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Moving forward: Warrensburg’s solar generation, bandstand reconstruction & sewer upgrade projects

Solar panels behind the Town of Chester Municipal center soak up sun and generate electricity to power the complex — with the excess power being fed into the regional power grid. The town has a variety of such installations which are expected to save taxpayers tens of thousands of dollars per year. Following Chester's lead, the town of Warrensburg is embarking on a project to erect various solar arrays to both save expenses and to minimize local government's carbon footprint.

Solar panels behind the Town of Chester Municipal center soak up sun and generate electricity to power the complex — with the excess power being fed into the regional power grid. The town has a variety of such installations which are expected to save taxpayers tens of thousands of dollars per year. Following Chester's lead, the town of Warrensburg is embarking on a project to erect various solar arrays to both save expenses and to minimize local government's carbon footprint. Photo by Thom Randall.

The first phase of a solar generation project planned by local municipal government has received approval from the Adirondack Park Agency, town Supervisor Kevin Geraghty announced at the Dec. 11 monthly town board meeting.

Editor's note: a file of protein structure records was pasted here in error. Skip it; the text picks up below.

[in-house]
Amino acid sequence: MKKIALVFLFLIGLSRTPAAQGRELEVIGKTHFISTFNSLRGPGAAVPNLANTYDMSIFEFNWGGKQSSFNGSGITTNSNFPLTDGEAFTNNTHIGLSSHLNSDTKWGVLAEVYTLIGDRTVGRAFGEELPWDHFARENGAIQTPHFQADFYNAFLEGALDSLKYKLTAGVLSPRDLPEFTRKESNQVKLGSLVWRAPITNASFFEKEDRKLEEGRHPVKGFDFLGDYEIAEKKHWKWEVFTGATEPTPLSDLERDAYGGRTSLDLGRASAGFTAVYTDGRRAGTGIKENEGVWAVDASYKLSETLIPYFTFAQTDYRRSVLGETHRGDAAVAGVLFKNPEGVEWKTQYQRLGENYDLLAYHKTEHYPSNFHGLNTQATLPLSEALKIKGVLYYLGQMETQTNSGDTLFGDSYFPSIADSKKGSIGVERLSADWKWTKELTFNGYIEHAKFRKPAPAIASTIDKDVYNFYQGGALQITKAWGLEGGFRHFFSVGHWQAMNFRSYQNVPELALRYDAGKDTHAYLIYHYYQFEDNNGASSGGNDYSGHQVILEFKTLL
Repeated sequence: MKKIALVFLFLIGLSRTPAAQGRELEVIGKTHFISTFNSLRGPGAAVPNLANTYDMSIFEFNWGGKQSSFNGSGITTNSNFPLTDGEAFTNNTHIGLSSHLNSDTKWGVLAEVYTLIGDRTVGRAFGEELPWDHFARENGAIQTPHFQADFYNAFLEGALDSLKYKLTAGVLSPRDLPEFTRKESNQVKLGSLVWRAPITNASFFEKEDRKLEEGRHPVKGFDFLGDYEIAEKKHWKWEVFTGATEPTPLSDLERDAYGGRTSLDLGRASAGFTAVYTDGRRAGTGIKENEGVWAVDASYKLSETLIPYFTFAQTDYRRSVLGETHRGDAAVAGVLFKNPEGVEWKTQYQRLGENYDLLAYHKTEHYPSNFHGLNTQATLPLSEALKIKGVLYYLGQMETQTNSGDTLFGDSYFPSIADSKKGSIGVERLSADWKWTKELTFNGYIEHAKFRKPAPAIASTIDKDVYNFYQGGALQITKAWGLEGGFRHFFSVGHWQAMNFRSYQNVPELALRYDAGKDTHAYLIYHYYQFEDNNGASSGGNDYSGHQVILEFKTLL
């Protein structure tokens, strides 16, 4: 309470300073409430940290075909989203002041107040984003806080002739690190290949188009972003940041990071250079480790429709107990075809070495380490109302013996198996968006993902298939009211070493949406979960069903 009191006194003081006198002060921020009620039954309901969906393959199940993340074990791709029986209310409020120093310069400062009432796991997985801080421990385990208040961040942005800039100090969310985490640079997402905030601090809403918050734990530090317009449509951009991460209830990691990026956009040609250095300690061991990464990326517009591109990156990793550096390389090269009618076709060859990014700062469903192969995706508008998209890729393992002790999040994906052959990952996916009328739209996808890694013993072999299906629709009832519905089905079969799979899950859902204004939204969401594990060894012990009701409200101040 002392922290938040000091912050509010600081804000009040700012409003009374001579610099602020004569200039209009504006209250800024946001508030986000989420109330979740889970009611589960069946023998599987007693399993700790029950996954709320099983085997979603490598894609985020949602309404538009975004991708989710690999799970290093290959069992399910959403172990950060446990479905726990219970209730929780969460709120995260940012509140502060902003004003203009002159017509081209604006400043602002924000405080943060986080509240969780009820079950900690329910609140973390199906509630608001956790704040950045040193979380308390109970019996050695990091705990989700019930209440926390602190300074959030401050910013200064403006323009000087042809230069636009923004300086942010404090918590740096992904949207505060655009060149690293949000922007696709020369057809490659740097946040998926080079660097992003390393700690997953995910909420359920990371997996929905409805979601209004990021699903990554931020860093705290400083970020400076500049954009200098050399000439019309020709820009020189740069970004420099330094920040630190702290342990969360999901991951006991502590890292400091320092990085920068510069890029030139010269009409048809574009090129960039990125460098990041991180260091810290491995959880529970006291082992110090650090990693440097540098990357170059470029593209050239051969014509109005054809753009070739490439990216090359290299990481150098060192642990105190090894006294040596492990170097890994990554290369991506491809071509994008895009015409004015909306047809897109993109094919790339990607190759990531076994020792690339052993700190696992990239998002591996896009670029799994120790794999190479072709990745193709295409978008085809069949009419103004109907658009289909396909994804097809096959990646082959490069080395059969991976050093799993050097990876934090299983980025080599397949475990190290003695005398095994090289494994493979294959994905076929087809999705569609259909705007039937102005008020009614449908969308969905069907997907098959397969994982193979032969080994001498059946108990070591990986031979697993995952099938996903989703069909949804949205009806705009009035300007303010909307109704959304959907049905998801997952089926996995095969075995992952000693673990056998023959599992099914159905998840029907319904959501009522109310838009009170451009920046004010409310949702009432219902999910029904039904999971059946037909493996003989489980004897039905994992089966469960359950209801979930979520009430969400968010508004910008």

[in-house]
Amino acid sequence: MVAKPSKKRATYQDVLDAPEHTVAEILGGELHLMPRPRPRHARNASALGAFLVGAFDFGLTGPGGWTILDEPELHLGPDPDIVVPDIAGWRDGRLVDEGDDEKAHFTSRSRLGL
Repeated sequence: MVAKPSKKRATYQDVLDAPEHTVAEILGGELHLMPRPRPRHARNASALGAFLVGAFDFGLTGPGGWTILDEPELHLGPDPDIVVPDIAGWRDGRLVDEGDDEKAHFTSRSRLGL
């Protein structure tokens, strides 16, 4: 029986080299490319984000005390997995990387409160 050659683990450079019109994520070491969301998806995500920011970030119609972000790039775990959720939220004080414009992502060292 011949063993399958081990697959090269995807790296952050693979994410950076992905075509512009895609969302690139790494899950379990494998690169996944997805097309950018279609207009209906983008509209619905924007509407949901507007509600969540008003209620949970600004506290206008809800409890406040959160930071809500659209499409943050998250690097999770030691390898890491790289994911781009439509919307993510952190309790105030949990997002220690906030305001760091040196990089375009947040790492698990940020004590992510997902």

Plans call for dozens of solar panels to be erected at the town sewer treatment plant off state Rte 418. Present plans call for the panels, set up along the state highway, to generate a total of 50,000 watts.

The town, however, may be seeking an increase in the power output to 100,000 watts after the New York State Energy Research & Development Authority doubled its maximum energy output restriction for installations, eligible for grants and credits, at non-profit entities.

A permit was required from the APA because of the proximity of the panels to the Schroon River, which is situated not far away on the other side of state Rte. 418.

Warrensburg is seeking to install more solar arrays at other town properties in future phases of the project, with an expectation of saving taxpayer dollars on utility costs while curbing the town’s carbon footprint.

Under a proposed agreement with a private firm, the solar arrays — which cost tens of thousands of dollars —will not cost taxpayers anything up front, but will be paid off over time through receiving a portion of the savings that accrue on utility costs.

In an agreement with a private enterprise, the town is guaranteed savings of 10 percent to 25 percent of its electricity expenses over the life of the contract, proposed to be 10 years.

In other business at the Dec. 11 meeting:

• The town board heard from Supervisor Geraghty that the state Department of Transportation has denied the town’s request for a crosswalk to be established on Richards Avenue. The walkway would have connected the new Warrensburg Health Center now being developed with an employee parking lot across the road where the former Econo-Quik Car Wash was once located. The state agency cited that there would not be enough pedestrian traffic across Richards Avenue to warrant the crosswalk.

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